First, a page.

Th e fresh leaves of V. amygdalina Del. were collected from the natural habitat in Nsukka, Enugu state, Nigeria in the month of November, 2008. Th eir botanical identity was confi rmed by Mr. Ogboso of the Department of Pharmacognosy, University of Nigeria, Nsukka. A voucher specimen of the plant has been deposited in the University of Nigeria, Nsukka.

Preparation of Extract

Th e leaves were sorted out to obtain only the fresh leaves and washed with distilled water without squeezing to remove debris and dust particles. Th ey were shade dried for three days and dried leaves pulverized with a manual blender. A portion (200 g) of the powdered leaves was cold macerated with distilled water for 24 hours and fi ltered to obtain the V. amygdalina aqueous extract (VAE) which was concentrated in a freeze dryer and stored for screening tests. Th e appropriate concentrations of the VAE (43g), referred to as the extract, was made in distilled water for the experiments.


Metformin (Merk) was purchased from a registered Pharmacy shop, Phymex Pharmacy Ltd., Minna, Nigeria. Th e tablets were crushed into powder and appropriate concentrations of it made in distilled water preparatory to administration to the experimental animals. Another material used was alloxan monohydrate (Sigma, St Louis MO, USA) for induction of diabetes in the rats.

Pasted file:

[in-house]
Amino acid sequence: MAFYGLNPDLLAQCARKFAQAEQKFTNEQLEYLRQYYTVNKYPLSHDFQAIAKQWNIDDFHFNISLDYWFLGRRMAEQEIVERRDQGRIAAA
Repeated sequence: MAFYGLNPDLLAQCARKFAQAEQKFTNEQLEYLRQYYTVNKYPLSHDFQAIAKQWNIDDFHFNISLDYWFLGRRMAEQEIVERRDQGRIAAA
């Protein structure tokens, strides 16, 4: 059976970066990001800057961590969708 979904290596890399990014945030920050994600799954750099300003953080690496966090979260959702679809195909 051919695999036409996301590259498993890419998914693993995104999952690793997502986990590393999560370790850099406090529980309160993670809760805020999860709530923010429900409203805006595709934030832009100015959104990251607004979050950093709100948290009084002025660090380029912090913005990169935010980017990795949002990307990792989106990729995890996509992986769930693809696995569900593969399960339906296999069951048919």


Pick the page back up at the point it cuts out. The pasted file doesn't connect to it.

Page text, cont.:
Adult (aged 3-4 months) Wister albino rats weighing 65-200g of either sex were purchased from the disease-free stock of the animal house of the Faculty of Veterinary Medicine, University of Nigeria, Nsukka and used for this study. They were maintained in normal and standard laboratory conditions of temperature (28 ± 2°C) and relative humidity (46 ± 6%) with 12-hour lightdark cycle and adequate ventilation. The animals were fed with commercial diet (Vital Feed Nig. Ltd.) and water, ad libitium. Food was withheld 12 hours before the experiments, but there was free access to water. Permission for the use of animals and animal protocols was obtained from the Animal Ethics Committee of the University of Nigeria, Nsukka, prior to experimentation.

Animal categorization